155 boarder, or occupant of a public lodging establishment or public
156 food service establishment.
157 (10)(a) (4)(a) “Public lodging establishment” includes a
158 transient public lodging establishment as defined in
159 subparagraph 1. and a nontransient public lodging establishment
160 as defined in subparagraph 2.
161 1. “Transient public lodging establishment” means any unit,
162 group of units, dwelling, building, or group of buildings within
163 a single complex of buildings which is rented to guests more
164 than three times in a calendar year for periods of less than 30
165 days or 1 calendar month, whichever is less, or which is
166 advertised or held out to the public as a place regularly rented
167 to guests.
168 2. “Nontransient public lodging establishment” means any
169 unit, group of units, dwelling, building, or group of buildings
170 within a single complex of buildings which is rented to guests
171 for periods of at least 30 days or 1 calendar month, whichever
172 is less, or which is advertised or held out to the public as a
173 place regularly rented to guests for periods of at least 30 days
174 or 1 calendar month.
176 License classifications of public lodging establishments, and
177 the definitions therefor, are set out in s. 509.242. For the
178 purpose of licensure, the term does not include condominium
179 common elements as defined in s. 718.103.
180 (b) The following are excluded from the definitions in
181 paragraph (a):
182 1. Any dormitory or other living or sleeping facility
183 maintained by a public or private school, college, or university
184 for the use of students, faculty, or visitors.
185 2. Any facility certified or licensed and regulated by the
186 Agency for Health Care Administration or the Department of
187 Children and Families or other similar place regulated under s.
189 3. Any place renting four rental units or less, unless the
190 rental units are advertised or held out to the public to be
191 places that are regularly rented to transients.
192 4. Any unit or group of units in a condominium,
193 cooperative, or timeshare plan and any individually or
194 collectively owned one-family, two-family, three-family, or
195 four-family dwelling house or dwelling unit that is rented for
196 periods of at least 30 days or 1 calendar month, whichever is
197 less, and that is not advertised or held out to the public as a
198 place regularly rented for periods of less than 1 calendar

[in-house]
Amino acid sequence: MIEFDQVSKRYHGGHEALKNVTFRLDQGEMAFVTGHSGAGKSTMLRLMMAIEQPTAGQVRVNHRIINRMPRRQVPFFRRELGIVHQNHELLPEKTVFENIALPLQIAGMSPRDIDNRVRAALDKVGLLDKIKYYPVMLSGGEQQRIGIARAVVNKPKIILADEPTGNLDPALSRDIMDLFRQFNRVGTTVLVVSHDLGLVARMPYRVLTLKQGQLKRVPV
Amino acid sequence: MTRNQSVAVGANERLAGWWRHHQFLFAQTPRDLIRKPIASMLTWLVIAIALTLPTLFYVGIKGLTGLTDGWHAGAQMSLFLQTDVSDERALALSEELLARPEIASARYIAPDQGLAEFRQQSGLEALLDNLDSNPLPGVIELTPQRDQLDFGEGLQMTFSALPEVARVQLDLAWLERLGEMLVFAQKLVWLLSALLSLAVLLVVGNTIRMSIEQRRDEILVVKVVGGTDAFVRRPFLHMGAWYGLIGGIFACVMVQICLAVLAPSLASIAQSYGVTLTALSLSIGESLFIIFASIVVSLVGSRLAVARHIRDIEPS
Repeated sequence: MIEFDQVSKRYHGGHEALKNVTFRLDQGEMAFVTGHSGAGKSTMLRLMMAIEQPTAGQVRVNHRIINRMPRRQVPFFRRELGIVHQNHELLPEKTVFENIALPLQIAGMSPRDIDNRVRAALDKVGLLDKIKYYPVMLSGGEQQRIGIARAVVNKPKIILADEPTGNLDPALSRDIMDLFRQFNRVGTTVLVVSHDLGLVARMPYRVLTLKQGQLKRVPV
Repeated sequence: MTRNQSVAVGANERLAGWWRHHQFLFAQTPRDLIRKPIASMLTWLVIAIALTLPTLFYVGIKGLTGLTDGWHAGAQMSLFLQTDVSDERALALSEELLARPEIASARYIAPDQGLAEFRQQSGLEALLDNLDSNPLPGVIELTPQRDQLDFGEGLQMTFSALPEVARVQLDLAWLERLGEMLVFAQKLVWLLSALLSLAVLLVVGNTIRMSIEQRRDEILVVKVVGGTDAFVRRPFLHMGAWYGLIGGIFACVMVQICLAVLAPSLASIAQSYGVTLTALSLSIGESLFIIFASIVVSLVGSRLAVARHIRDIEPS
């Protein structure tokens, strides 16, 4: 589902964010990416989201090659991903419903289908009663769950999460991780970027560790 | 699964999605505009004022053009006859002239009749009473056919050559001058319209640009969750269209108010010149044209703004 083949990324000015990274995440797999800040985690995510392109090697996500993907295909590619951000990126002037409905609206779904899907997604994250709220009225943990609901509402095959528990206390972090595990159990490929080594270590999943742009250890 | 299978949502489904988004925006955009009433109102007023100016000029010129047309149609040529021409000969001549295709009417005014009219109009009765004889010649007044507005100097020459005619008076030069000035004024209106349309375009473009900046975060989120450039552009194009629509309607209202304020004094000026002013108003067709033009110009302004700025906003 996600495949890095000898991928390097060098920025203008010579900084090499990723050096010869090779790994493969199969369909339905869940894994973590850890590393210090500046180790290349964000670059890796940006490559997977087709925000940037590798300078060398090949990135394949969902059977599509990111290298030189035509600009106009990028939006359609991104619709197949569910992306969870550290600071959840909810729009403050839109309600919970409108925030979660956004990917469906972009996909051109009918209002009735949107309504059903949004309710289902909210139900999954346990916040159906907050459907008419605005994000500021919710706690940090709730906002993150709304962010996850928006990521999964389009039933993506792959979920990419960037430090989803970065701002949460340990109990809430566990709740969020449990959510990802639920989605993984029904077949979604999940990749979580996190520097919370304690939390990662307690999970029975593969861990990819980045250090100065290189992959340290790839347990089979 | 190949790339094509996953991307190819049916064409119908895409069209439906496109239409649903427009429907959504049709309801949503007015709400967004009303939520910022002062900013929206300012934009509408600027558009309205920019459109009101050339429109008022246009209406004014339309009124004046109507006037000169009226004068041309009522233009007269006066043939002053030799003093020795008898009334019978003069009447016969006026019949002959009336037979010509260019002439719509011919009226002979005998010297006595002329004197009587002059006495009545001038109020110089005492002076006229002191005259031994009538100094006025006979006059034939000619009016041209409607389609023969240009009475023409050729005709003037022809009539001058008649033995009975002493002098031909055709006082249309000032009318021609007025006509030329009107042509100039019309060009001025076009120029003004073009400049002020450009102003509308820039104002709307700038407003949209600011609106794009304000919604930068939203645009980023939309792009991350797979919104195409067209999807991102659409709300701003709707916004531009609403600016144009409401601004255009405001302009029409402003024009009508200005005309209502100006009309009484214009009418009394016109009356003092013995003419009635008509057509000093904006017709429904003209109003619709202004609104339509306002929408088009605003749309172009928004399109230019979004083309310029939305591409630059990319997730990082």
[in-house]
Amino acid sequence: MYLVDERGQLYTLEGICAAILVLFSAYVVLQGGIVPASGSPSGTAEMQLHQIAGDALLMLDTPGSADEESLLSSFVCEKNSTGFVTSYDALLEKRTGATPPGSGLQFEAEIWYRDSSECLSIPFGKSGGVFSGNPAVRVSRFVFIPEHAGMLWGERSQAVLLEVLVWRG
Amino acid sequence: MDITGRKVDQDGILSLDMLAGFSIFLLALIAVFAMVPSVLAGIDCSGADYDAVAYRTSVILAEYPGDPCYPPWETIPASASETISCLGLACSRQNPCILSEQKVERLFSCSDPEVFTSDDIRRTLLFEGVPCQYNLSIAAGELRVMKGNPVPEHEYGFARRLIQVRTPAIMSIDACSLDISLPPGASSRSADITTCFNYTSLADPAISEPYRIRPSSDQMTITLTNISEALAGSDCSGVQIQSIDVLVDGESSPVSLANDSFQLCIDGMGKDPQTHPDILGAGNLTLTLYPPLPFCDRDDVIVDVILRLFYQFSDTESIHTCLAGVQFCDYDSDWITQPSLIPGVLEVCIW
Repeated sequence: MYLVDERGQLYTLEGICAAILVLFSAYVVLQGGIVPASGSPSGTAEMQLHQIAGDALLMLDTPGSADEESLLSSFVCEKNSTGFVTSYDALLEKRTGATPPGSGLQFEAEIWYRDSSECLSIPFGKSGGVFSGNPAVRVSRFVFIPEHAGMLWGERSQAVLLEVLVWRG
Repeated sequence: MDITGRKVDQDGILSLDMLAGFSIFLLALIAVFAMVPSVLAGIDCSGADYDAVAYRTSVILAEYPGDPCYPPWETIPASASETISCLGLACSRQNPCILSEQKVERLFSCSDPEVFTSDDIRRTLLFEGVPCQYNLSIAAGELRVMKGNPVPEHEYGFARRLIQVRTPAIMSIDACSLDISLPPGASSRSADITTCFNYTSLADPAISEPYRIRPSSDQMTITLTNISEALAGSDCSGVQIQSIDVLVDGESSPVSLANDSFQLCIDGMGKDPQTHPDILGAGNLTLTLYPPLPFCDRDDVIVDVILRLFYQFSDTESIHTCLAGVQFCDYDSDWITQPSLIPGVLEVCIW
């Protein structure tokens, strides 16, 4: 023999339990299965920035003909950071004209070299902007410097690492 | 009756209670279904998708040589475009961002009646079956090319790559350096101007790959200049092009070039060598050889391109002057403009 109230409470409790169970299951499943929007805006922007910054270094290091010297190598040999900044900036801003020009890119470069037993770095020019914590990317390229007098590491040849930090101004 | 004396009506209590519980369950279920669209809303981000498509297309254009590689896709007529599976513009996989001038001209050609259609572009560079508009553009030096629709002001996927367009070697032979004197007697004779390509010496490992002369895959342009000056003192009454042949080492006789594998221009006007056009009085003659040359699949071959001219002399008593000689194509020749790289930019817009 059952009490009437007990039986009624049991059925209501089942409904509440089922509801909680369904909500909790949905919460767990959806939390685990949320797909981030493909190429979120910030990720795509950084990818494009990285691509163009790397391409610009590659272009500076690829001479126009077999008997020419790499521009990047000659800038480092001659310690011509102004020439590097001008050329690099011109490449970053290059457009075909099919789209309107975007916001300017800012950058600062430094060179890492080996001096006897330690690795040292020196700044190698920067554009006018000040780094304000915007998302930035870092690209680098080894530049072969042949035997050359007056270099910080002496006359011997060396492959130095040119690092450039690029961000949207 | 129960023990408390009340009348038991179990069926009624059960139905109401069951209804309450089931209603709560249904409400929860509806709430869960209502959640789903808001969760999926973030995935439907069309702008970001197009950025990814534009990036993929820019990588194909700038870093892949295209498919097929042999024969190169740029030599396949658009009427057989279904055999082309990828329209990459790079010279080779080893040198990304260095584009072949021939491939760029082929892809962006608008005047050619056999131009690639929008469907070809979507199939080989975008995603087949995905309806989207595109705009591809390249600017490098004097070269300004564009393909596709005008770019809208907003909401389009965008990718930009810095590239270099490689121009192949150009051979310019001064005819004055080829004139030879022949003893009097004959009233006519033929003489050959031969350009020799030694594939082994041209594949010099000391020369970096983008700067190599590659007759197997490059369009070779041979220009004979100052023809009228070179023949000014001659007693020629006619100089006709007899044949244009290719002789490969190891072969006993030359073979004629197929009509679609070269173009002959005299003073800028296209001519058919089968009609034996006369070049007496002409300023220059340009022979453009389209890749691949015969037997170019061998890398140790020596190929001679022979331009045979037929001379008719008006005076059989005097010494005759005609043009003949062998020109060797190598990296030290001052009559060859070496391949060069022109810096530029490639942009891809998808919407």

199 month, provided that no more than four rental units within a
200 single complex of buildings are available for rent.
201 5. Any migrant labor camp or residential migrant housing
202 permitted by the Department of Health under ss. 381.008
204 6. Any establishment inspected by the Department of Health
205 and regulated by chapter 513.
206 7. Any nonprofit organization that operates a facility
207 providing housing only to patients, patients’ families, and
208 patients’ caregivers and not to the general public.
209 8. Any apartment building inspected by the United States
210 Department of Housing and Urban Development or other entity
211 acting on the department’s behalf that is designated primarily
212 as housing for persons at least 62 years of age. The division
213 may require the operator of the apartment building to attest in
214 writing that such building meets the criteria provided in this
215 subparagraph. The division may adopt rules to implement this
217 9. Any roominghouse, boardinghouse, or other living or
218 sleeping facility that may not be classified as a hotel, motel,
219 timeshare project, vacation rental, nontransient apartment, bed
220 and breakfast inn, or transient apartment under s. 509.242.
221 (9)(a) (5)(a) “Public food service establishment” means any
222 building, vehicle, place, or structure, or any room or division
223 in a building, vehicle, place, or structure where food is
224 prepared, served, or sold for immediate consumption on or in the
225 vicinity of the premises; called for or taken out by customers;
226 or prepared before prior to being delivered to another location
227 for consumption. The term includes a culinary education program,